That is why I am so moved when I think about Shimon Peres. From time to time, we Germans should remember the courage people had in the past when they worried that international understanding was not fully understood among their own population. It is up to us to strive and fight proactively for unity in Europe. We Germans in particular have benefited from the courage of others and should therefore count ourselves as fortunate that we no longer have to struggle to survive in Europe, but actually only talk about money. What a fortunate situation where money is all there is to discuss!

Ladies and gentlemen,

It still seems almost like a miracle that these new relations developed between Israel and Germany and that once again we have a vibrant Jewish community in Germany, including here in the heart of Berlin, following the crime of the Shoah, which is unparalleled in the history of humankind. The fact that the gaps created by Germans are now being filled with new life, that rabbis are being trained in Germany and that we hear Hebrew on the streets of Berlin is a gift that we want to cherish forever and an incredible sign of trust in our democracy.

Shimon Peres’ words are both a guide and a duty. Anti‑Semitism and racism have not been overcome. Dr Or just spoke about what can still happen in our country. There are many reasons why we need to take care. Willy Brandt, who naturally knew Shimon Peres well, tasked us Germans with being a nation of good neighbours at home and abroad. This sentence is now more important than ever. We need to address the young generation in particular and to support it by confronting it with the past, but also through education, empathy and dialogue, in order to make peace and reconciliation tangible.

That is why civil society initiatives play such a special role in the close relations between Germany and Israel. Since the first German youth groups travelled to Israel in 1955, over 600,000 young people have taken part in youth exchanges, school exchanges or voluntary work programmes. Between 2001 and 2014, the German Government provided funding to almost 800 German and Israeli organisations, including local authorities, sports clubs, music schools and youth associations. And my own home town is twinned with the city of Ra’anana. That is also one of the reasons why I have visited your country so often. I think I have been there more often than any other country, including European countries.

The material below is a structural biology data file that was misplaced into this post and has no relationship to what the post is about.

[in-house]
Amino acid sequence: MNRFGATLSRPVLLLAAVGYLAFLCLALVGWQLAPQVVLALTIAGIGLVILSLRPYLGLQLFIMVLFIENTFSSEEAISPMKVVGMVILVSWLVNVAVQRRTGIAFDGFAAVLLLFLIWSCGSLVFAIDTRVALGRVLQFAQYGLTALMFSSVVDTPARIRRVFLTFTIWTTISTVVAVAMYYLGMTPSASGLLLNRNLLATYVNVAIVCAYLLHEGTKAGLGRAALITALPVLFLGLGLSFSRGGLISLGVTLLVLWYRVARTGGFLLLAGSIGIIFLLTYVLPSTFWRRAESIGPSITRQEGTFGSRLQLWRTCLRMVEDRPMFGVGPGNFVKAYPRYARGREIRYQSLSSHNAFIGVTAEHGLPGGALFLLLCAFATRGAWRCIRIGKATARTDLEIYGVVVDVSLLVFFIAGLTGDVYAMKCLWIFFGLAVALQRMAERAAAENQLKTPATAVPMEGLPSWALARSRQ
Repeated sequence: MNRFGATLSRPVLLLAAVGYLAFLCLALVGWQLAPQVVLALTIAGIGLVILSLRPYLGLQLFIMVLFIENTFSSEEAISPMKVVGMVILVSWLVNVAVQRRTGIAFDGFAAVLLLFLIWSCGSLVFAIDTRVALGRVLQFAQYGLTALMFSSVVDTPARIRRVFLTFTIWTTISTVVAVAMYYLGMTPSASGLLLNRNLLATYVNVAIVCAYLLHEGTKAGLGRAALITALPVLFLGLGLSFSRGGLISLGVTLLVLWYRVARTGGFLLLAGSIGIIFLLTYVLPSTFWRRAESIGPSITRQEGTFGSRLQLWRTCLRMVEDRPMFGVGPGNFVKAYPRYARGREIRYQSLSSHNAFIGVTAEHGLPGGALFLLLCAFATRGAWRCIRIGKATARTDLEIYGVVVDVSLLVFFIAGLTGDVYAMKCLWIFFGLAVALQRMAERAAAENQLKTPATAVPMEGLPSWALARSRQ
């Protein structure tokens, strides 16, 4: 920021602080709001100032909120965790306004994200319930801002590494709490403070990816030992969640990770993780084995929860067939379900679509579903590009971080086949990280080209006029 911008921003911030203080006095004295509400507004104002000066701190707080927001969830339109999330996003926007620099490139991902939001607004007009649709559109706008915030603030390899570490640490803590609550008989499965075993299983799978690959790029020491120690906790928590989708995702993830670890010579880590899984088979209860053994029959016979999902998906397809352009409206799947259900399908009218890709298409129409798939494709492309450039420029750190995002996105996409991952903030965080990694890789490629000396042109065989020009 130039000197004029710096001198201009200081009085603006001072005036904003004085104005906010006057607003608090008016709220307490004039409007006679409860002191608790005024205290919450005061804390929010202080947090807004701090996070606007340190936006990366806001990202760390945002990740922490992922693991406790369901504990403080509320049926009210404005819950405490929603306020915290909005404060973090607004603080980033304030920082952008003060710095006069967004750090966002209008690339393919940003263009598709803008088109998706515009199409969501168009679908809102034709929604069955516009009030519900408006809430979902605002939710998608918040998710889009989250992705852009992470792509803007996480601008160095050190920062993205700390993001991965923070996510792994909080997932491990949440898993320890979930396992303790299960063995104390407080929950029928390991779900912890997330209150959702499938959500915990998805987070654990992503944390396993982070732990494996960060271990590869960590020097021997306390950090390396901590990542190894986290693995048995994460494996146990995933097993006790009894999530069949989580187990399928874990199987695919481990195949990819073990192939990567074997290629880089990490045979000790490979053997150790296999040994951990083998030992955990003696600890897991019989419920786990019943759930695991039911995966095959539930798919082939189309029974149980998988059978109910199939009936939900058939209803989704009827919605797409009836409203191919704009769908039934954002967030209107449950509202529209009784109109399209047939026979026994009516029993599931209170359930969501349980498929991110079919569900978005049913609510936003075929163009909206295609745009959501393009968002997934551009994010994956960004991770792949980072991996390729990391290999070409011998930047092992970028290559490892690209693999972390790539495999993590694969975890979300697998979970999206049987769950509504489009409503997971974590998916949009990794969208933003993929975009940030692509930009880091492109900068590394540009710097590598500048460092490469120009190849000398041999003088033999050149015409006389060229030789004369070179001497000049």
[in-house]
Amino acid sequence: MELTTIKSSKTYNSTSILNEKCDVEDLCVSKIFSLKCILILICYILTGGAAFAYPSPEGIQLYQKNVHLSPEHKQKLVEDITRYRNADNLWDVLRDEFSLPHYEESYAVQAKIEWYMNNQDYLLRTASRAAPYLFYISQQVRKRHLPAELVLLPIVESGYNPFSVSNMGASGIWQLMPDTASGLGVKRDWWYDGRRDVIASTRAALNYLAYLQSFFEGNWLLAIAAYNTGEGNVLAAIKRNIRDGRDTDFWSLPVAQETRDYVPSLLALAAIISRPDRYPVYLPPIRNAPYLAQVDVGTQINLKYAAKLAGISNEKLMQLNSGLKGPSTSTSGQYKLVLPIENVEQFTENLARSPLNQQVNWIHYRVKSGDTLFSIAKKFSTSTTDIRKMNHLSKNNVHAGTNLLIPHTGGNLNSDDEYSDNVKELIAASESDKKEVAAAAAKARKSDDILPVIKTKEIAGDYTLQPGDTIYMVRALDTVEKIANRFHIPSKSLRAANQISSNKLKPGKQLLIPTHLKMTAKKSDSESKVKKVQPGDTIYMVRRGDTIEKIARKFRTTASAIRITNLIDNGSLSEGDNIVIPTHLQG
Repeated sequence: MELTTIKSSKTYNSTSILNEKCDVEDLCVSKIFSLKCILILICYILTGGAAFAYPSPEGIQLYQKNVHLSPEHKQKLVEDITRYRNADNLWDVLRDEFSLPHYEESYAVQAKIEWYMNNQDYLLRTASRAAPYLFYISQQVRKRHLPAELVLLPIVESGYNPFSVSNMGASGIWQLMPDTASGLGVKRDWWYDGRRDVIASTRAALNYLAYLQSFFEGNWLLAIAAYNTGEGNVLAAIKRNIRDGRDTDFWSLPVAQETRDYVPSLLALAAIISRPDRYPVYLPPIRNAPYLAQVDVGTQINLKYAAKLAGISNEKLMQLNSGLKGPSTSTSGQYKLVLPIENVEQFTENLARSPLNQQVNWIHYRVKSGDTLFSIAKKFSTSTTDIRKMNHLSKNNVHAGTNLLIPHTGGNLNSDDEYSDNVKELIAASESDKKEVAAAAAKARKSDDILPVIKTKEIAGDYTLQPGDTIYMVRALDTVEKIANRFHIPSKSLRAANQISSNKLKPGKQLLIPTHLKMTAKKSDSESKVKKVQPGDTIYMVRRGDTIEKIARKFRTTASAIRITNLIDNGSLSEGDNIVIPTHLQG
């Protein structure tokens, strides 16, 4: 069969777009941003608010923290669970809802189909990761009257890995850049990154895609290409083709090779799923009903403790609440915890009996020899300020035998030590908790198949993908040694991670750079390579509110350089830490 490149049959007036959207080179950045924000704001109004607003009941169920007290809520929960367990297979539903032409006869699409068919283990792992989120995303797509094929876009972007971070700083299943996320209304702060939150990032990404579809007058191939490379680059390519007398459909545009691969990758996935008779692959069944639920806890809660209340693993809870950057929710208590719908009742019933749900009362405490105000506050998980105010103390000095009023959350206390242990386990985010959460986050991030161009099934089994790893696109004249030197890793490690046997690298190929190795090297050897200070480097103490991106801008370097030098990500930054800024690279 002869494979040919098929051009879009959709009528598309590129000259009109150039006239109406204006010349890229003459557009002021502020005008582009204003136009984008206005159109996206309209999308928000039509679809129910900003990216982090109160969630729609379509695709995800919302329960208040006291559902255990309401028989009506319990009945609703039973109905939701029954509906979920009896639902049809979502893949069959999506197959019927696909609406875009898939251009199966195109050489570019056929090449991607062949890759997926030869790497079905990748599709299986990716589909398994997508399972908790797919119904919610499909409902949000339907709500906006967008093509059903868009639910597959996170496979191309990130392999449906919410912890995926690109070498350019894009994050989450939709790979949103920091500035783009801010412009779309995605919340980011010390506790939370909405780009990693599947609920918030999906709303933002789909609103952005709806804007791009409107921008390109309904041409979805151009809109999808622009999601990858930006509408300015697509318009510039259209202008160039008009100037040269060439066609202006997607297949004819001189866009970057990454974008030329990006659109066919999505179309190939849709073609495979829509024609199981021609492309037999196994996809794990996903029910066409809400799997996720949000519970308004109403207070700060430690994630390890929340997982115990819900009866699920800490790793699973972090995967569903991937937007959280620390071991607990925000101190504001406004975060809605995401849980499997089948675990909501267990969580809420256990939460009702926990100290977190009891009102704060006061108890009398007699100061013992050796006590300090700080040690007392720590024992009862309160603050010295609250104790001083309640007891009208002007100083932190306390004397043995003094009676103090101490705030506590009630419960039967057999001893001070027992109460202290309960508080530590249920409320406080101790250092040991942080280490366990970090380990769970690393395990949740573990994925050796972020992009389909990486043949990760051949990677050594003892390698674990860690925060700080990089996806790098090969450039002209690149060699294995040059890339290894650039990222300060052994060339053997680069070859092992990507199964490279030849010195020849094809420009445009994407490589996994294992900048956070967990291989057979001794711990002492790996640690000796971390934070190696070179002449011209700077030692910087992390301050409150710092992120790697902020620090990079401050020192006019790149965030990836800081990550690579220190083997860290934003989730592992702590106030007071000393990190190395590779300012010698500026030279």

All of this forms just a small part of our relations. So many initiatives and institutions are involved in exchange between Israel and Germany that it would hardly be possible to name them all.

Ladies and gentlemen, after 1945 we Germans endeavoured to learn from the experiences and crimes of our past. We thus acknowledge the full extent of our political and moral responsibility, which in turns leads to our unwavering commitment to Israel’s right to exist.

We are absolutely committed to the fight against anti‑Semitism, to human rights, to tolerance and to international understanding. Wherever possible, we demonstrate this commitment in a very practical way, such as in education for children and young people, a field in which the Academy of the Jewish Museum plays such an important role.

It was thus very important to me personally that the German cabinet decided to adopt the internationally widely accepted definition of anti‑Semitism in this legislative term as the basis for Germany’s policy.